HELPFUL VOTES
    2
    ratings
    REVIEWS
    33
    1
    FOLLOWERS
    FOLLOWING
    0
    0
    Overall
    "Just a Story..."

    I enjoyed this book, truly did, but up to a point. The story is good and has to be told. Certainly the epidemic was terrible and the actions of the people were very courageous, with lots of sacrifices made. And I even loved the way bonds were formed between man and dog. However, this was just an historical narration. There were no interactions between the people involved, just a "person telling a story." When I read or listen to a book, I like to get into the characters involved, to feel what they are feeling, to feel the excitement or anger, or explore other emotions. Sadly this book is lacking in that area. The narrator's voice was clear and concise, but lacking in emotion. If you enjoy this type of narration, then you will very likely enjoy this book. But for me personally, I found my mind wandering at times, and can only give it a 3.

    2 of 2 people found this review helpful
  •  
    Douglas hendersonville, NC, USA 02-03-04
    Douglas hendersonville, NC, USA 02-03-04
    HELPFUL VOTES
    117
    ratings
    REVIEWS
    75
    14
    FOLLOWERS
    FOLLOWING
    1
    0
    Overall
    "just enough"

    I love stories about the human spirit, and people who rise to meet the most difficult challenges. The Cruelest Miles is such a story. You find yourself agonizing over the terrible disease raging through Nome, and cheering heartily for the brave men fighting to stop it. It has a good balance of Alaska lore and the day-by-day account of the race against the epidemic. The narrator was very pleasant, never getting overly dramatic. It is beyond me why people would choose to live there, but their self-sacrifice and spirit of co-operation are inspiring. There is also an unabridged version of this book, but 5+ hours of bone-chilling descriptions was enough.

    2 of 2 people found this review helpful
  •  
    KMNNY 01-30-13
    KMNNY 01-30-13 Member Since 2012
    HELPFUL VOTES
    8
    ratings
    REVIEWS
    112
    8
    FOLLOWERS
    FOLLOWING
    0
    0
    Overall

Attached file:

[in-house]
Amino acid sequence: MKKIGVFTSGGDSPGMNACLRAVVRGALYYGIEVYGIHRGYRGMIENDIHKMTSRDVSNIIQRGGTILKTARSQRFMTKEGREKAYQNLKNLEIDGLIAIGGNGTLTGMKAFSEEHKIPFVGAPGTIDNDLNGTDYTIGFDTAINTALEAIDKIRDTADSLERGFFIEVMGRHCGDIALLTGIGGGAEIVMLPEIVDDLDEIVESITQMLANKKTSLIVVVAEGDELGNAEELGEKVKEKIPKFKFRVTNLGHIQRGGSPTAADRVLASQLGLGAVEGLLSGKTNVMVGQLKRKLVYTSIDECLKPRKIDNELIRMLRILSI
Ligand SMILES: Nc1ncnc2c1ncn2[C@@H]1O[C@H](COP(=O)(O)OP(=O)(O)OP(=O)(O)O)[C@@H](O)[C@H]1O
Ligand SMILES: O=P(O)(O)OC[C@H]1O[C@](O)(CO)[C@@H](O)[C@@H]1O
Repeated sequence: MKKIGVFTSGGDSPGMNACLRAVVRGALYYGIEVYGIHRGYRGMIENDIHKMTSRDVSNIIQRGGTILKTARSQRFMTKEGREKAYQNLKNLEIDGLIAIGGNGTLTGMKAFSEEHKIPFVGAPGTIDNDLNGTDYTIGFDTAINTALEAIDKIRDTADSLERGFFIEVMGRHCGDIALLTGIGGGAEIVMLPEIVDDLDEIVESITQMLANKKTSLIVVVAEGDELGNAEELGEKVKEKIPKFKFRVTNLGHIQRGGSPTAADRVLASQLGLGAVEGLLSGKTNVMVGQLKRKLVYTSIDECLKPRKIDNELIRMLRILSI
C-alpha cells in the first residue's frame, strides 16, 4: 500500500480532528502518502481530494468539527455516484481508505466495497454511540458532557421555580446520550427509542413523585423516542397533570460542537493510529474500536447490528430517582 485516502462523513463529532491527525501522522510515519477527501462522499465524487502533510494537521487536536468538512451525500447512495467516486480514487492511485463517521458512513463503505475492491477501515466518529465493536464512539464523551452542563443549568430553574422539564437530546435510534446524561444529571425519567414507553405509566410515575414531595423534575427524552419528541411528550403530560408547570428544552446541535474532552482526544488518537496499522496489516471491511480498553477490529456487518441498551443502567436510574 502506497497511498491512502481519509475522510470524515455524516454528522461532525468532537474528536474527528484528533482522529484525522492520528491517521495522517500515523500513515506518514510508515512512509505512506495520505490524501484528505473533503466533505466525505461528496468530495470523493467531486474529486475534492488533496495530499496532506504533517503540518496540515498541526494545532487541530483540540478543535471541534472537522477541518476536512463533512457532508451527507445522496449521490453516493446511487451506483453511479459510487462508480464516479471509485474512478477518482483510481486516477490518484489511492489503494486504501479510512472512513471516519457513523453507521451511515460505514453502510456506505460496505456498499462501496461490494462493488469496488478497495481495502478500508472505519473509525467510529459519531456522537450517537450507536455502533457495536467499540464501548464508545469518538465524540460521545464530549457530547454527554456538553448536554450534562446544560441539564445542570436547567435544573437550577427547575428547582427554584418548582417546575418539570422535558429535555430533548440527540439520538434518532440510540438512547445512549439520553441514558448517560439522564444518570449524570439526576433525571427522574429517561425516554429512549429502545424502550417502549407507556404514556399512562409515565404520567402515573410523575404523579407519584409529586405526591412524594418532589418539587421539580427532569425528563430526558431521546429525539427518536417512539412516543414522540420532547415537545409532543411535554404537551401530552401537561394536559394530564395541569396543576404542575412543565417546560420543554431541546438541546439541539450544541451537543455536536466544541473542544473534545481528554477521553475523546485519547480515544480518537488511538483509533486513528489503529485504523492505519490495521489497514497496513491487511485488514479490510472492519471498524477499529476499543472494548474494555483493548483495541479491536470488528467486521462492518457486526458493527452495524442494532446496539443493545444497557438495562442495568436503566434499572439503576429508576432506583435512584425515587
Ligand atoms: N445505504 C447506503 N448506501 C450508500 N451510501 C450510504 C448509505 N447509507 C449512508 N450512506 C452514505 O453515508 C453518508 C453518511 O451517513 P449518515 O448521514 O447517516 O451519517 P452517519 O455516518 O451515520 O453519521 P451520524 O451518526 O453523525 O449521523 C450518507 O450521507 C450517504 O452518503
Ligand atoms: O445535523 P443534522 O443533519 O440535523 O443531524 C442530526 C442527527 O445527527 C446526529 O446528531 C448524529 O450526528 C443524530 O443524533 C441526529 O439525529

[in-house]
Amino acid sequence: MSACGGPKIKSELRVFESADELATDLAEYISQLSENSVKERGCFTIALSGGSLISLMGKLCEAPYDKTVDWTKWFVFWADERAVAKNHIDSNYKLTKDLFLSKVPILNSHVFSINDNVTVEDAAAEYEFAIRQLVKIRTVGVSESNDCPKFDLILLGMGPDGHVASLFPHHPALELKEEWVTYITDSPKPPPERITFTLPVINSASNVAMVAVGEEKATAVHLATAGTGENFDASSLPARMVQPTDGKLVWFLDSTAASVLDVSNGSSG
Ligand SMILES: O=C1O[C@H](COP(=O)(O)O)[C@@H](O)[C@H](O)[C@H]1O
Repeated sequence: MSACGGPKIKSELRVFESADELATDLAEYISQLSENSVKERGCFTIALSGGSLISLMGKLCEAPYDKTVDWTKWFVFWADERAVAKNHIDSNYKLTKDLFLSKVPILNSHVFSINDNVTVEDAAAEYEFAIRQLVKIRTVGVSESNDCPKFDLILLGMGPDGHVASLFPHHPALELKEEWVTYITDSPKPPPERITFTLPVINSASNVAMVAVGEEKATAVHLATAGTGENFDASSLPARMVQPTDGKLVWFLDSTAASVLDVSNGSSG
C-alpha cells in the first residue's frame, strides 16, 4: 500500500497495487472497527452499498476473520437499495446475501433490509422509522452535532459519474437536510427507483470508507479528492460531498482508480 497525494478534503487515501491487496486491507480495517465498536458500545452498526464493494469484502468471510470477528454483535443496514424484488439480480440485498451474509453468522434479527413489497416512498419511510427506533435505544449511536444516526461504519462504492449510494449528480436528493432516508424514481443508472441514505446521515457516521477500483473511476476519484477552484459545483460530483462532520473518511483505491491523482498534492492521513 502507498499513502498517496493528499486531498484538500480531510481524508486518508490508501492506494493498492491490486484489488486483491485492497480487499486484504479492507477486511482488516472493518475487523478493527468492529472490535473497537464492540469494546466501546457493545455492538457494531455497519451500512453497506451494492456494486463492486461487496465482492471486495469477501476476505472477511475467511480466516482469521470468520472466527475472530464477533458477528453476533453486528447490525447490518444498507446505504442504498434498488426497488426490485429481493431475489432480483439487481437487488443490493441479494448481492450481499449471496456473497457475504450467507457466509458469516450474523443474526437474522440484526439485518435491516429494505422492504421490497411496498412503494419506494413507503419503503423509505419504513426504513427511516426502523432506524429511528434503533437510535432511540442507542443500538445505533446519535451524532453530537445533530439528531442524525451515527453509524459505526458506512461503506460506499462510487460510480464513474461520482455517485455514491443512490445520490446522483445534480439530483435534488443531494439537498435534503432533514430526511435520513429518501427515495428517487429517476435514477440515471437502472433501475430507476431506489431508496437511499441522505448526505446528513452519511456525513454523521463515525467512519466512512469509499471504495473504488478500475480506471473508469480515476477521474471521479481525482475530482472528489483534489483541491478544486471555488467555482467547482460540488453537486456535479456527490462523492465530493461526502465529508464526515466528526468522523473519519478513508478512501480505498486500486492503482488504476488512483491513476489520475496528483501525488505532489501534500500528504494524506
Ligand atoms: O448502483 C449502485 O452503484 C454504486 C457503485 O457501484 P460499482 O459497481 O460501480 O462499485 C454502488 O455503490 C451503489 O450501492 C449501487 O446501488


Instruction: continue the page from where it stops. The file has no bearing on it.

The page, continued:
Performance
    Story
    "Fascinating, true tale of triumph"

    This was a riveting story of triumph over seemingly impossible circumstances. The Salisburies tell a great story. I read this because Elaine Salisbury's "Provenance" was such a compelling, well-written, true-life tale that read like a thriller. I will never look at art the same way again. I highly recommend both books.

    0 of 0 people found this review helpful
  •  
    Betty Vancouver, British Columbia, Canada 10-29-09
    Betty Vancouver, British Columbia, Canada 10-29-09
    HELPFUL VOTES
    101
    ratings
    REVIEWS
    69
    16
    FOLLOWERS
    FOLLOWING
    1
    0
    Overall
    "Who chooses these Narrators?"

    I can't rate the content, as I've listened to only 5 minutes and am ready to stick a fork in my eye.
    This woman sounds like she should be reading a children's Christmas story. Her floaty feathery voice over ennunciation should not be narrating anything longer than 10 minutes. The whispers that imply wonder and mystery when she's discussing the mundane; eggs, dogs chewing on a bone, it's ridiculous.
    I know you can't please everyone,
    I wish the book companies would do a better job of matching book to narrator.

    0 of 0 people found this review helpful
  • Showing: 1-5 of 5 results

    There are no listener reviews for this title yet.

Report Inappropriate Content

If you find this review inappropriate and think it should be removed from our site, let us know. This report will be reviewed by Audible and we will take appropriate action.

Cancel

Thank You

Your report has been received. It will be reviewed by Audible and we will take appropriate action.